At the end of 2020 it felt like all of the commentary surrounding the US dollar was very bearish, expecting further slides for the greenback. When sentiment is all pointing one way, the wise trader and investor should take a moment and consider whether this is at an extreme. It is at precisely these moments of extreme pessimism or optimism that the market will confound the experts and do the opposite.
US dollar index – March 2016 to present
This is a chart of the US dollar index mentioned earlier. This is also a tradeable market and it is the US dollar against a basket of other currencies. Since its March peak at 103, the index ended the year below 90, a fall of 12%.
This year sees a new president for the USA, and the expectation is that President Biden will be more generous when it comes to support for individuals and businesses. That sort of support normally comes at a price for a country’s currency and devalues it – which is good for the currencies of other countries. Sticking with that narrative, further weakness in the US dollar this year would push the pound higher and see even further gains for GBP/USD.
However, there is always the concept of this being “priced into” the US dollar. Financial markets do not wait around for an expected event to happen and then react. Markets are normally pretty effective at absorbing that information and re-pricing accordingly. That’s why I do wonder if the US dollar ends up staging a comeback in 2021. Add into this a simple technique of charting and technical analysis – important historical support. It can be seen on the chart above that in the first quarter of 2018, the US dollar index formed a major base in the 88/89 area. Support levels don’t form for magical reasons – they happen because there is a shift in market sentiment. The consensus is that at that level, the market represents value. Given at the time of writing the US dollar index is trading around 90, I think we need to be wary of another base building over the next few weeks and months, and the potential for a dollar rally which would put pressure on the pound.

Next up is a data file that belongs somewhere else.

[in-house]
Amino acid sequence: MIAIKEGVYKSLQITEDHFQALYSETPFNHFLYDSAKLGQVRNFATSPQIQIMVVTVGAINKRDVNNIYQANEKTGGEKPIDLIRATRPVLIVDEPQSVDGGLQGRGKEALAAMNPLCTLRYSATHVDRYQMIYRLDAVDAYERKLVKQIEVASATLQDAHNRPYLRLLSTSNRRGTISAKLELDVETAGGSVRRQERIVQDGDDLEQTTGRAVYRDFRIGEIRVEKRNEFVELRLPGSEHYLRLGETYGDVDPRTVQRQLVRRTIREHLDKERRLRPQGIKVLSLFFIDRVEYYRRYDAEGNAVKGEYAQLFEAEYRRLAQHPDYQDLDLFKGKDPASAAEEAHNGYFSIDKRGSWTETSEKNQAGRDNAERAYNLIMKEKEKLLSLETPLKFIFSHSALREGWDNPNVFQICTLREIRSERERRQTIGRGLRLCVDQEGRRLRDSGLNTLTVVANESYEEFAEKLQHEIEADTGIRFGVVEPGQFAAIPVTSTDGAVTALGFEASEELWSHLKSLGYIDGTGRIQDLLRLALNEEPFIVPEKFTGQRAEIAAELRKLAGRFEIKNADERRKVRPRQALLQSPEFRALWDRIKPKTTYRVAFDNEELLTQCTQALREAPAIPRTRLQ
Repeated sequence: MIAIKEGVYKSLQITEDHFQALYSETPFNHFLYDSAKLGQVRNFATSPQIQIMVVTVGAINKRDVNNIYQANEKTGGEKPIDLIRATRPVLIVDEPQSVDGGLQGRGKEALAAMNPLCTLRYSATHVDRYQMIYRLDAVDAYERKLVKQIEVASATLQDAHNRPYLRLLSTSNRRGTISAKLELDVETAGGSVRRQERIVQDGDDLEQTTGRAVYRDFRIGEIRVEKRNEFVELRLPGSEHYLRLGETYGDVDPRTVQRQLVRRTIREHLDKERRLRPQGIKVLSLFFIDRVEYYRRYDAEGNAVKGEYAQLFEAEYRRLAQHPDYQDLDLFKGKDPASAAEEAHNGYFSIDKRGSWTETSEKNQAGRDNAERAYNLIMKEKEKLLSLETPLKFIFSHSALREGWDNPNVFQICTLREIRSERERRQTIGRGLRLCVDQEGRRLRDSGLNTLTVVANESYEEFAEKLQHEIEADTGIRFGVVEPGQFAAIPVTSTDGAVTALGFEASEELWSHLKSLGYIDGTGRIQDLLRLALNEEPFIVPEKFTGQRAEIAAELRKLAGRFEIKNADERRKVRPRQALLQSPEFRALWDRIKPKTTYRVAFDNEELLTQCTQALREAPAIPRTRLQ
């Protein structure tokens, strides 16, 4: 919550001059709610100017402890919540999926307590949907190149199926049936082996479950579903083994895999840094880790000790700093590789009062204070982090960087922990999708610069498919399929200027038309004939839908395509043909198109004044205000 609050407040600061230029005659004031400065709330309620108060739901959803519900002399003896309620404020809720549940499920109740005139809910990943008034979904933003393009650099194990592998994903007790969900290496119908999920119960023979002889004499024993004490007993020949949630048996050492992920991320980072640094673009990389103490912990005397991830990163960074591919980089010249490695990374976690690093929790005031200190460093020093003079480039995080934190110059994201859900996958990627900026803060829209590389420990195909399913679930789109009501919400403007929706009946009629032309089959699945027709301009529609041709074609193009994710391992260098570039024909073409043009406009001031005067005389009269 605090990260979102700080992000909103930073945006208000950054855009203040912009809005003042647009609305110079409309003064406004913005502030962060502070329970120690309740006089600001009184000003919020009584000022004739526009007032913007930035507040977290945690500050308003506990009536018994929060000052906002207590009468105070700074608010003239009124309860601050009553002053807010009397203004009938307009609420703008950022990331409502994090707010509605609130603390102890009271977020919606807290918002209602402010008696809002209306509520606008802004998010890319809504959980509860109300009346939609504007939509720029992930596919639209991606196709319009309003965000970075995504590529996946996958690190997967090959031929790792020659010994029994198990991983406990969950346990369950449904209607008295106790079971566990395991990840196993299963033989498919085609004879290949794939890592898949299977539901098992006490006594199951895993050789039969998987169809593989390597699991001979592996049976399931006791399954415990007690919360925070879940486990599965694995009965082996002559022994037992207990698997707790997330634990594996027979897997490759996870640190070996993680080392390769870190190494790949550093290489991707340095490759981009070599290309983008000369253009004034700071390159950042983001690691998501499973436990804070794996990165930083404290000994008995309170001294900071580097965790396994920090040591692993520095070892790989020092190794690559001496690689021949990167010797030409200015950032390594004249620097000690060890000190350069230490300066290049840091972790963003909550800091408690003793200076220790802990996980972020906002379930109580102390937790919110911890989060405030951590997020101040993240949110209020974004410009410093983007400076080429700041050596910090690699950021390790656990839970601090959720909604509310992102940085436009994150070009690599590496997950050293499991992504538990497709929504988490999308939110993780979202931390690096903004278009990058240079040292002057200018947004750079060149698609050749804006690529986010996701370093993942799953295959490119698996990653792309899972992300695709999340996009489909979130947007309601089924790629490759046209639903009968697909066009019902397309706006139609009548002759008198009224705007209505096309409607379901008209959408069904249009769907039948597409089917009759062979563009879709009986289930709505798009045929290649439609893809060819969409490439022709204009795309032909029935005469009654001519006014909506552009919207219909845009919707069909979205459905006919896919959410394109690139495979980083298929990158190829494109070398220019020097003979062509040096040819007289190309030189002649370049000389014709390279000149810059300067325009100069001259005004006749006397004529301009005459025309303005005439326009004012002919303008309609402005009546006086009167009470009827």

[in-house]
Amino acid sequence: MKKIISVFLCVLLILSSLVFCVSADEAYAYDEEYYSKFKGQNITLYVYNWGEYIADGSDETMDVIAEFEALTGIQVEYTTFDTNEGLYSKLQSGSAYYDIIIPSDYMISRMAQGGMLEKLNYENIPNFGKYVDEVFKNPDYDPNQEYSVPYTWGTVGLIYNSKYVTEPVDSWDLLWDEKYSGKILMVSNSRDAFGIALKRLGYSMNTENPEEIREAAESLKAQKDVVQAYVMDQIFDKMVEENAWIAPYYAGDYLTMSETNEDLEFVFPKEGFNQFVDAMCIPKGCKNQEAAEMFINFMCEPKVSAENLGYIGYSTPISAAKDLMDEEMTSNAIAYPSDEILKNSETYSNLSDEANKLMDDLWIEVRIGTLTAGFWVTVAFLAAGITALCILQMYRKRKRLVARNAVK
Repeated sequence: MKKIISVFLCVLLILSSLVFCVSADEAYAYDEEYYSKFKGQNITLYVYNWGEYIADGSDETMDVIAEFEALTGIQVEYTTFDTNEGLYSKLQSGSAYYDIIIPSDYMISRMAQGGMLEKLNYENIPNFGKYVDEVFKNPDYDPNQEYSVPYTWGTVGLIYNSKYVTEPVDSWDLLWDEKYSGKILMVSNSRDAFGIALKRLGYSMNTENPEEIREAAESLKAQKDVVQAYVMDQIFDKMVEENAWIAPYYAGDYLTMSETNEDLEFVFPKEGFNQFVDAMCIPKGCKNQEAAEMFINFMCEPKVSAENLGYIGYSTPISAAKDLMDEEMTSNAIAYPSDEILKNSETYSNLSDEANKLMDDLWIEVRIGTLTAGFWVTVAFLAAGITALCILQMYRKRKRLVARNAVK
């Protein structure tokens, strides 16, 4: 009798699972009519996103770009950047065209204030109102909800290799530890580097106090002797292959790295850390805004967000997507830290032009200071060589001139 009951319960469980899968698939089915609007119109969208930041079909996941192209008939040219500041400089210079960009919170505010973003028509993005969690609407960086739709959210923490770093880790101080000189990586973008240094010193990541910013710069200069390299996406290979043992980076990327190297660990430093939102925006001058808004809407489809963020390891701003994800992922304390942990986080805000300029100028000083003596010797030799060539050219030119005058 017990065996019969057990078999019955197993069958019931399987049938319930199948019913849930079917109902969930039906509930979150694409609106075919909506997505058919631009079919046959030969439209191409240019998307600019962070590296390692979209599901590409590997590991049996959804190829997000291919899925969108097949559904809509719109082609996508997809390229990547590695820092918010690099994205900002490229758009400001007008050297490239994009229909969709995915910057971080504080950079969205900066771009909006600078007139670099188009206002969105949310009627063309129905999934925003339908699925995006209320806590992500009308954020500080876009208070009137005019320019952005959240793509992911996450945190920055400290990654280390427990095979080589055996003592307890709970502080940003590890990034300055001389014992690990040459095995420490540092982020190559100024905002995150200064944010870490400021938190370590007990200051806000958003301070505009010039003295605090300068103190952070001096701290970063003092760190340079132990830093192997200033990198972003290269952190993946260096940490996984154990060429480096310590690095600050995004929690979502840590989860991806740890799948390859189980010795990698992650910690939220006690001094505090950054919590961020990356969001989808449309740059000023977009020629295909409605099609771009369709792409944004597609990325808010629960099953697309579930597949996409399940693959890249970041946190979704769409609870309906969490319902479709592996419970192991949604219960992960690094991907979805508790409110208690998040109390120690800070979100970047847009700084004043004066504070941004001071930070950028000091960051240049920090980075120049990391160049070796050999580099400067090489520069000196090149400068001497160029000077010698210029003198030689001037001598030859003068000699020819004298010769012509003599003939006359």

Two trading ideas
I think there are both medium- and longer-term trades here for GBP/USD. The first is just following the trend that has been in place since March 2020.
GBP/USD – March 2020 to present
Although we could see a US dollar resurgence, these things usually take some time to evolve. This means that in the short-term GBP/USD could still squeeze higher from here, possibly above 1.4000 to retest the early 2018 highs. There is a clear trend in place with strong support from the mid November low at 1.3100. Buying a dip below 1.3500 would give a reasonably attractive risk versus reward if you expect, at the very least, another last gasp rally for the pound. If the pound moved higher and above the most recent high this year (1.3700 at the time of writing), I would be tempted to move the stop on a buy trade to break even.
GBPUSD – 2007 to present
This is the much longer-term trade out of the two and is based on the thirteen-year weakness for GBP/USD continuing. The assumption here would be the strength that has been seen over the past nine months or so is just a “bear market rally”. The pound is going to run out of steam and turn down once more. A longer-term resurgence for the US dollar would certainly help in this regard.
I do not think this is a ridiculous suggestion but the problem with this sort of trade is that you are going against the shorter-term momentum, so it can be a little painful in the early days of the trade. One approach could be to sell-short now, with a stop loss over that most recent high at 1.3700. If GBP/USD does break to new highs for the year, getting stopped out would signal that the trade was early but not necessarily wrong, and give the opportunity to possibly re-enter at a higher price.
Forecasting financial markets is hard enough at the best of times – and long-range forecasts are some of the most difficult – or perhaps futile is a better description! But I think that the year ahead holds some interesting prospects for the various foreign exchange markets, and our own currency definitely offers opportunities. For now, at least I would still be erring on the side of buying dips – but it does not do any harm to have a plan in place if that sentiment shifts as 2021 unfolds.